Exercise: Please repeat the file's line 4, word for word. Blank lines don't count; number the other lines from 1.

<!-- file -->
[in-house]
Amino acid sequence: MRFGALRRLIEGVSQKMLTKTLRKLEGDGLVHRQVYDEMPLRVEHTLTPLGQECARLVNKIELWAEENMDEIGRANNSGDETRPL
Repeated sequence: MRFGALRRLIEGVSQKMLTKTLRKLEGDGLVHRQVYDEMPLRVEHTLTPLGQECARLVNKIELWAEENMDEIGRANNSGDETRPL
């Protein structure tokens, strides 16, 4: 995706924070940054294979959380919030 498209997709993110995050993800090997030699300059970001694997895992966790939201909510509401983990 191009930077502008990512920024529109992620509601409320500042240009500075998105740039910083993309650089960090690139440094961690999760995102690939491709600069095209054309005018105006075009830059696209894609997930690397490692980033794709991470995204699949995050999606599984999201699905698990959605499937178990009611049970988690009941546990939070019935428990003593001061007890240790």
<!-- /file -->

């Protein structure tokens, strides 16, 4: 995706924070940054294979959380919030 498209997709993110995050993800090997030699300059970001694997895992966790939201909510509401983990 191009930077502008990512920024529109992620509601409320500042240009500075998105740039910083993309650089960090690139440094961690999760995102690939491709600069095209054309005018105006075009830059696209894609997930690397490692980033794709991470995204699949995050999606599984999201699905698990959605499937178990009611049970988690009941546990939070019935428990003593001061007890240790």